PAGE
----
The Nanophotochemistry group investigates the fundamental mechanisms of pattern formation by extreme ultraviolet radiation in photoresist films.
Photoresists are an essential element of photolithographic technology, because they transfer the pattern of irradiation to the underlying substrates. In order to be able to write smaller patterns, radiation at very short wavelengths (Extreme UV, 13.5 nm) is currently used. For this wavelength, new photoresists need to be designed and optimized. Our ambition is to support this development by providing the fundamental understanding of the processes from EUV photon absorption to chemical change.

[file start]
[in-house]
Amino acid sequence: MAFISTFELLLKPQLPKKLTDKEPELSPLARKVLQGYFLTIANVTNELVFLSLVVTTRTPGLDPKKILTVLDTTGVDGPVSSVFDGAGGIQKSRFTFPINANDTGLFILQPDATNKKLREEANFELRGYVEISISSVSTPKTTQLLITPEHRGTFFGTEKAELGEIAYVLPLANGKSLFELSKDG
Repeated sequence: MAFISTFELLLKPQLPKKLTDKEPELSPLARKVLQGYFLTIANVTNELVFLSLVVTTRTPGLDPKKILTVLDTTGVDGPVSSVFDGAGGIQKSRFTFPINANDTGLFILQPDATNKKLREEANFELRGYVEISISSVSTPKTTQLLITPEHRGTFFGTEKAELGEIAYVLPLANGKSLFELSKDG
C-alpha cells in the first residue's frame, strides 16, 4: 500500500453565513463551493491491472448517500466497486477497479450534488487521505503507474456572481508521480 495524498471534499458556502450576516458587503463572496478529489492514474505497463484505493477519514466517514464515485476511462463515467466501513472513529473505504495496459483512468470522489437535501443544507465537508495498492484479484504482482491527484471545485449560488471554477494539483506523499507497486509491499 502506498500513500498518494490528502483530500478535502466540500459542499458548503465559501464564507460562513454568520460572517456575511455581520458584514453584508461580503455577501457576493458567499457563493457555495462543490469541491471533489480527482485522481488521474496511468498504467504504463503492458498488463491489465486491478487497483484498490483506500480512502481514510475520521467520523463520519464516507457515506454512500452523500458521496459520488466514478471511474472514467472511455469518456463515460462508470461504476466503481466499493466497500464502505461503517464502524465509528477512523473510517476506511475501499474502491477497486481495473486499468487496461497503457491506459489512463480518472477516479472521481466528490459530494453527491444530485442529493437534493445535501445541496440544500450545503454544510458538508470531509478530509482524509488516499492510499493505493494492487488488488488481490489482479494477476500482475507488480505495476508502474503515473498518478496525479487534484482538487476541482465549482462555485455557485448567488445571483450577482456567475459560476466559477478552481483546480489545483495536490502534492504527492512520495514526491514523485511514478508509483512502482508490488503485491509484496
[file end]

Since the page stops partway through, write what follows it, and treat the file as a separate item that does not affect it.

Recently, photoresist materials have been proposed that are composed of metal oxide nanoparticles and organometallic compounds. Our research in the near future will be aimed at the early events in such materials after EUV photon absorption. Which steps can be identified? At which point is the efficiency of the pattern formation determined? How can our results guide the improvement of photoresists? Our main tools are state-of-the-art time- and space-resolved optical absorption and luminescence spectroscopies using table-top laser-based EUV generation. For several experiments external light sources at synchrotrons will be used.